The On Earth Peace (OEP) fall board meeting was held October 3-5 at the Marian Center in Holyoke, Massachusetts. It was a joy to welcome Myalisse, the newborn daughter of Co-chair Melisa Leiter-Grandison and her husband Ben. The board also welcomed Mary Scott-Boria, the newest member and co-chair of the Anti-Racism Transformation Team.
A group building exercise planned by the new Board Governance and Development Committee kicked off the meetings. Other aspects of the board’s new organizational structure were also evident, demonstrating a smooth transition to the new design. An important part of the meetings continues to be intentional reflection on dynamics of power and process; the board pauses its work on a regular basis to assess these dynamics in order to ensure that the group is working well together, with power and privilege equally shared.
A keynote speaker the first evening gave witness to the powerful transformation possible through the organizing principals of Kingian Nonviolence. Victoria Christgau shared her amazing journey which led to the establishment of the Connecticut Center for Nonviolence. Her organization has won the trust of both schools and police, opening doors for each to receive nonviolence training.
An interesting OEP and Church of the Brethren connection to this work was highlighted. The CT Center for Nonviolence is one of a number of organizations using a curriculum co-authored by Dr. Bernard LaFayette, Jr., a freedom rider and associate of Dr. Martin Luther King Jr., and David Jehnsen, a member of the Church of the Brethren. Jehnsen also worked with King and was once jailed with him. On Earth Peace is the fiscal sponsor for the Kingian Nonviolence Coordinating Committee which holds the rights to the curriculum. After a meaningful and deeply spiritual time of sharing, the board laid hands on Victoria Christgau and prayed for God’s blessings on her work.
Times of worship were interspersed between the work sessions. One focused on the 400 year commemoration of the forced migration of the first Africans to the Virginia colony in 1619. Four chimes were sounded to remember the damage done by racist exploitation and to renew commitment to the healing work ahead of us.
As a prelude to deeper conversations, the board and staff reviewed progress made on developing a new board structure with mission and vision statements and a list of values for guiding the work of the organization. Related to this was a meaningful conversation regarding OEP’s relationship with the Church of the Brethren. Significant time was then devoted to reflecting on a staff proposal for strategic priorities to guide the organization’s work in coming years. The priorities approved by consensus at the meeting were:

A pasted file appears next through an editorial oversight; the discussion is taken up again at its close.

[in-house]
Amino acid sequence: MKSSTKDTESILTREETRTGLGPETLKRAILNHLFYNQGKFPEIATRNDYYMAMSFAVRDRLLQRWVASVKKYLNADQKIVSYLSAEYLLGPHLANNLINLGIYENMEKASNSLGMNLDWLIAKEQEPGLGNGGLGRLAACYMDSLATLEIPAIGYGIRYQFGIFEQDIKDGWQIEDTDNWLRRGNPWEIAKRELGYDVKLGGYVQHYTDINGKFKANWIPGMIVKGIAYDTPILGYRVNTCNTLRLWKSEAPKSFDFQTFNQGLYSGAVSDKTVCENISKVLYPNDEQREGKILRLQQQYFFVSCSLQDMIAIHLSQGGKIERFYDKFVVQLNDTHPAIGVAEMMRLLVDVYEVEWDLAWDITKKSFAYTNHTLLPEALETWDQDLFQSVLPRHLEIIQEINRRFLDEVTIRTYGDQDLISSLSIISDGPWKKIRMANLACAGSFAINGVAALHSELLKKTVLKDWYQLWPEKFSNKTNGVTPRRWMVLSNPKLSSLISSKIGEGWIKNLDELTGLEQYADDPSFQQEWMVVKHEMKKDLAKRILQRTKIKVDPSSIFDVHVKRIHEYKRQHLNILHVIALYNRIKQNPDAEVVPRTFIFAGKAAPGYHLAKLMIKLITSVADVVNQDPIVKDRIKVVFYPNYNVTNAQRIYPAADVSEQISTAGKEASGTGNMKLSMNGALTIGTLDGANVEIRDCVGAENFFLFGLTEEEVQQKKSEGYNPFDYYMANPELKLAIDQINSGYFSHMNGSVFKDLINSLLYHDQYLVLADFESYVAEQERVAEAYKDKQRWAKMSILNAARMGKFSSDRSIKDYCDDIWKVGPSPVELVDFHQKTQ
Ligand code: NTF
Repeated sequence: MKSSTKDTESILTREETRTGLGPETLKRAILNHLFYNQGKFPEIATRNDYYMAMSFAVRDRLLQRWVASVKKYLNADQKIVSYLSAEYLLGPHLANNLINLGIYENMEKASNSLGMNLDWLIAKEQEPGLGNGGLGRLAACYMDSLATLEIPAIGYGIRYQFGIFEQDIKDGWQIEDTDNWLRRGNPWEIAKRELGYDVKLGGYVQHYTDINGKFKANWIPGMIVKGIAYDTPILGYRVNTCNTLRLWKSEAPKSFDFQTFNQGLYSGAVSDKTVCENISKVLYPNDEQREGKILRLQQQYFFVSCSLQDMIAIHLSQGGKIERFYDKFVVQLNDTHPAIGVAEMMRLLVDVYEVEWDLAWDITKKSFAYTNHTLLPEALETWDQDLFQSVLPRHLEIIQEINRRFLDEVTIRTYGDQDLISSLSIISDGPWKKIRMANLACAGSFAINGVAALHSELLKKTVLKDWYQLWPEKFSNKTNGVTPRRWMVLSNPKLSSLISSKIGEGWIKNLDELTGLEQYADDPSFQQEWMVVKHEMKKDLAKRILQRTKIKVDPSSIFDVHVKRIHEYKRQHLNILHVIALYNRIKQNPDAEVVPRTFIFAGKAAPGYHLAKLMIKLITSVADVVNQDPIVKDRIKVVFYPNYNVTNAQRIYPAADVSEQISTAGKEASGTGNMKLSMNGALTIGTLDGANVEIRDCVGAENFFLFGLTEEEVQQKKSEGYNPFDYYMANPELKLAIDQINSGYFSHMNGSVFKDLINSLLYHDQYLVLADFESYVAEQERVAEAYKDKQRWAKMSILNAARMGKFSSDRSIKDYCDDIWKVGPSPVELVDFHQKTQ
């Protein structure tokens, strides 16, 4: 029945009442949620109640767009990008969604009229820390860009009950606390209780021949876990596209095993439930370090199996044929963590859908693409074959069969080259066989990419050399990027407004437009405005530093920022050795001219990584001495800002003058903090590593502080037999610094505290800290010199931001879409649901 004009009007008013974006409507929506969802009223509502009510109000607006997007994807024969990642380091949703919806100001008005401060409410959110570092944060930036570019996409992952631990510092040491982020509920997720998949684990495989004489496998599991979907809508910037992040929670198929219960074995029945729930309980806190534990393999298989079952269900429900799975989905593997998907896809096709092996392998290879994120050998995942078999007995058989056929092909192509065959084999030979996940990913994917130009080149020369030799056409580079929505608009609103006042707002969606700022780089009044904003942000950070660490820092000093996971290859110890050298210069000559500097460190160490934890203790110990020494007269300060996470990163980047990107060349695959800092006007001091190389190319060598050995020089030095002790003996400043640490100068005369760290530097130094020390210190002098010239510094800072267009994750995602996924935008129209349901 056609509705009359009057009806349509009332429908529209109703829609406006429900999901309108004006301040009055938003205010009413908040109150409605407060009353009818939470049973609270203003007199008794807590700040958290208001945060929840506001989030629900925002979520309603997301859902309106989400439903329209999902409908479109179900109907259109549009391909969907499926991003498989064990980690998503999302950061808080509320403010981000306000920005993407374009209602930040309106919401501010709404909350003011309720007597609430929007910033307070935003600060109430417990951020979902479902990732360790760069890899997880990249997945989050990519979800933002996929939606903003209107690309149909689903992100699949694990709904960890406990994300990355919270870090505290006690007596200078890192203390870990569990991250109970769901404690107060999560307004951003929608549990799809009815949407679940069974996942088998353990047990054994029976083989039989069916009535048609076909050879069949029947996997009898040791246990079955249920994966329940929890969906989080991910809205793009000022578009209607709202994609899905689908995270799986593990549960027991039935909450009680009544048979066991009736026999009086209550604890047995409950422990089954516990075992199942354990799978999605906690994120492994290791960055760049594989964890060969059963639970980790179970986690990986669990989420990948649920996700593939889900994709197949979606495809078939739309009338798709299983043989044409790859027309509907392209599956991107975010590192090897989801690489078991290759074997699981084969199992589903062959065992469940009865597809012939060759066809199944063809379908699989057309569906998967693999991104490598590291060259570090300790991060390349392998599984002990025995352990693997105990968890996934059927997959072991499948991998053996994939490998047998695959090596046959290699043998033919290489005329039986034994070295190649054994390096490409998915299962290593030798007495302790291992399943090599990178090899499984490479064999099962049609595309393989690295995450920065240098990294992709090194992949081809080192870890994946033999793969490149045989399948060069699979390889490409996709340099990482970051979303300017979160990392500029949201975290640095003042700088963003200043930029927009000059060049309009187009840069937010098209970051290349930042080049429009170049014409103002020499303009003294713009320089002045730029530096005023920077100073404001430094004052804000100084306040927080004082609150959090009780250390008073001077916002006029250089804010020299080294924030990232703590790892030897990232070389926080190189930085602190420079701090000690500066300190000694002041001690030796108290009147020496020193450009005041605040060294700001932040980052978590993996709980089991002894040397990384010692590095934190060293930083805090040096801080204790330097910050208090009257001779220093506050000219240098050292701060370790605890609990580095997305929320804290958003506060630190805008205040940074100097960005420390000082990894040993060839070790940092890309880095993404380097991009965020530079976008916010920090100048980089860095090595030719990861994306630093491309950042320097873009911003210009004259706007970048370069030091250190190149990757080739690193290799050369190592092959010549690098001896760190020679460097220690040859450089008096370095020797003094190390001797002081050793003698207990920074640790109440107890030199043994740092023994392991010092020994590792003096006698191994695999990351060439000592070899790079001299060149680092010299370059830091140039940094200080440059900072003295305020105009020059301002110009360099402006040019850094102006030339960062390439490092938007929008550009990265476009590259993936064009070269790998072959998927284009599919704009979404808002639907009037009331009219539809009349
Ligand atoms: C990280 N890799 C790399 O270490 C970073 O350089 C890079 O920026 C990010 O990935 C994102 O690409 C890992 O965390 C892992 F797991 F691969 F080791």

- Develop individuals as leaders with spirituality and skills in Kingian Nonviolence, using groups such as cohorts and communities of practice.
- Walk with leaders and their communities as they take action for justice and peace using the Kingian Nonviolence approach, including accountability, consultation, and organizing in solidarity with current movements.
- Through our agency responsibilities and opportunities, embolden the Church of the Brethren to become a living peace and justice denomination.
- Institutionalize Anti-Racism/Anti-Oppression in OEP practices and structures, including staff and board composition, programs, budgets, policies, and accountability to AR/AO partners including Crossroads and the Supportive Communities Network.
Staff and the Anti-Racism Transformation Team were tasked with follow up assignments, such as specific goals and action plans related to these priorities.
Further reflection was devoted to next steps required for the organization to advance in its transformation as an anti-racist organization. One aspect of this will be intentionally diversifying the make up of the board itself. A decision was made to establish the board size at twelve; the board is currently down to nine members. This happened through intentional attrition pending a final decision on size as part of the new structure design. As part of this, the board recognized George Barnhart who has completed his term of service. Three new board members of color are now being sought to increase the diversity and skill of the board.
Bill Scheurer, Executive Director of OEP, reported on plans underway for a multi-year capital campaign. The Resource Management Committee reported on the board’s finances and recommended a 2020 budget with reduced spending to cap endowment draws. The budget was approved by consensus.
A significant time for caucusing was planned for Friday evening. Caucusing is a way of working to understand the influence of internalized racial superiority among white people and internalized racial oppression among people of color. The board divides by race for these conversations with those who are white gathering separately from people of color and then reporting back to the full group on learnings and observations. The process has proven to be a valuable tool for deep and careful decision-making.
Appreciation was expressed for staff reports and for the positive spirit in which the board is functioning. Ongoing work planned will result in significant additional reports which will be ready for sharing in the near future.